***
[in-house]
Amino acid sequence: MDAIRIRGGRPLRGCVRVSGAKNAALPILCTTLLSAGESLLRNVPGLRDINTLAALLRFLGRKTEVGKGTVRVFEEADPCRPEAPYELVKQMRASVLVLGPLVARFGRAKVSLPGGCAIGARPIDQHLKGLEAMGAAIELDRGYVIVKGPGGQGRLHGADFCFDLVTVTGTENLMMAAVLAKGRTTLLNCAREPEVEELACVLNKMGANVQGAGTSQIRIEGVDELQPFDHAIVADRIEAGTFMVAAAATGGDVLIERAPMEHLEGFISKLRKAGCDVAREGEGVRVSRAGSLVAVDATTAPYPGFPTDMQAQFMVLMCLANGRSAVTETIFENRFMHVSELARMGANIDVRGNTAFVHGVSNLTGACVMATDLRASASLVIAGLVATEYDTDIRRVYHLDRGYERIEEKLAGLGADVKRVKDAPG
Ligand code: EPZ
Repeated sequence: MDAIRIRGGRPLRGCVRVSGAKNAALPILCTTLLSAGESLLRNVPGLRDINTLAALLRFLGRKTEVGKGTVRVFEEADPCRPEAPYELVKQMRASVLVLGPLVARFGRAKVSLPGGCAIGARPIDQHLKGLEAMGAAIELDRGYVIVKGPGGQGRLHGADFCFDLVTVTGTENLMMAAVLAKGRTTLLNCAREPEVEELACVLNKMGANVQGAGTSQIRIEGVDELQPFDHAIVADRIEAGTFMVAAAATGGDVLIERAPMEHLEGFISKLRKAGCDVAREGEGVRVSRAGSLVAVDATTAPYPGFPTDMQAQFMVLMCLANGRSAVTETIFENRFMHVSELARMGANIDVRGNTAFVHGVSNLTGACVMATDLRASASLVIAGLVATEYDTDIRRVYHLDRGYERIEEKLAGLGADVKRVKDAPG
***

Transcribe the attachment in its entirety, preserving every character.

[in-house]
Amino acid sequence: MDAIRIRGGRPLRGCVRVSGAKNAALPILCTTLLSAGESLLRNVPGLRDINTLAALLRFLGRKTEVGKGTVRVFEEADPCRPEAPYELVKQMRASVLVLGPLVARFGRAKVSLPGGCAIGARPIDQHLKGLEAMGAAIELDRGYVIVKGPGGQGRLHGADFCFDLVTVTGTENLMMAAVLAKGRTTLLNCAREPEVEELACVLNKMGANVQGAGTSQIRIEGVDELQPFDHAIVADRIEAGTFMVAAAATGGDVLIERAPMEHLEGFISKLRKAGCDVAREGEGVRVSRAGSLVAVDATTAPYPGFPTDMQAQFMVLMCLANGRSAVTETIFENRFMHVSELARMGANIDVRGNTAFVHGVSNLTGACVMATDLRASASLVIAGLVATEYDTDIRRVYHLDRGYERIEEKLAGLGADVKRVKDAPG
Ligand code: EPZ
Repeated sequence: MDAIRIRGGRPLRGCVRVSGAKNAALPILCTTLLSAGESLLRNVPGLRDINTLAALLRFLGRKTEVGKGTVRVFEEADPCRPEAPYELVKQMRASVLVLGPLVARFGRAKVSLPGGCAIGARPIDQHLKGLEAMGAAIELDRGYVIVKGPGGQGRLHGADFCFDLVTVTGTENLMMAAVLAKGRTTLLNCAREPEVEELACVLNKMGANVQGAGTSQIRIEGVDELQPFDHAIVADRIEAGTFMVAAAATGGDVLIERAPMEHLEGFISKLRKAGCDVAREGEGVRVSRAGSLVAVDATTAPYPGFPTDMQAQFMVLMCLANGRSAVTETIFENRFMHVSELARMGANIDVRGNTAFVHGVSNLTGACVMATDLRASASLVIAGLVATEYDTDIRRVYHLDRGYERIEEKLAGLGADVKRVKDAPG